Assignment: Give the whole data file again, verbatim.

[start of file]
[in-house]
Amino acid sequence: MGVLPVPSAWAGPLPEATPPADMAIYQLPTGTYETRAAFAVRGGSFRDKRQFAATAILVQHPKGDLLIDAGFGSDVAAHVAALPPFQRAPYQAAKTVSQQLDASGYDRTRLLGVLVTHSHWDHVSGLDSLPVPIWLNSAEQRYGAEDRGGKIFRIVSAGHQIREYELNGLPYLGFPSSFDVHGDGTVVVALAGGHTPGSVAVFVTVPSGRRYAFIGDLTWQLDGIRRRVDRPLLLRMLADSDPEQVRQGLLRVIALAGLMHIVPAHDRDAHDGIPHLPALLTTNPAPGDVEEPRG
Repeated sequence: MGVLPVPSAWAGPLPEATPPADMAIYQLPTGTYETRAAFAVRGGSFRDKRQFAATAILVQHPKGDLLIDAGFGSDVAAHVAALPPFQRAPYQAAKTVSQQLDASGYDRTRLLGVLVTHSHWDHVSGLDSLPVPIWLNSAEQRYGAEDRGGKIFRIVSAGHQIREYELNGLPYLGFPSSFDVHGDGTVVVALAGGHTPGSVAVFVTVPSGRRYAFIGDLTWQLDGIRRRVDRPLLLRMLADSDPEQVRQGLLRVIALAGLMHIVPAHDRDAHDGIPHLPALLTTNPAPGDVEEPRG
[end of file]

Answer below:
[in-house]
Amino acid sequence: MGVLPVPSAWAGPLPEATPPADMAIYQLPTGTYETRAAFAVRGGSFRDKRQFAATAILVQHPKGDLLIDAGFGSDVAAHVAALPPFQRAPYQAAKTVSQQLDASGYDRTRLLGVLVTHSHWDHVSGLDSLPVPIWLNSAEQRYGAEDRGGKIFRIVSAGHQIREYELNGLPYLGFPSSFDVHGDGTVVVALAGGHTPGSVAVFVTVPSGRRYAFIGDLTWQLDGIRRRVDRPLLLRMLADSDPEQVRQGLLRVIALAGLMHIVPAHDRDAHDGIPHLPALLTTNPAPGDVEEPRG
Repeated sequence: MGVLPVPSAWAGPLPEATPPADMAIYQLPTGTYETRAAFAVRGGSFRDKRQFAATAILVQHPKGDLLIDAGFGSDVAAHVAALPPFQRAPYQAAKTVSQQLDASGYDRTRLLGVLVTHSHWDHVSGLDSLPVPIWLNSAEQRYGAEDRGGKIFRIVSAGHQIREYELNGLPYLGFPSSFDVHGDGTVVVALAGGHTPGSVAVFVTVPSGRRYAFIGDLTWQLDGIRRRVDRPLLLRMLADSDPEQVRQGLLRVIALAGLMHIVPAHDRDAHDGIPHLPALLTTNPAPGDVEEPRG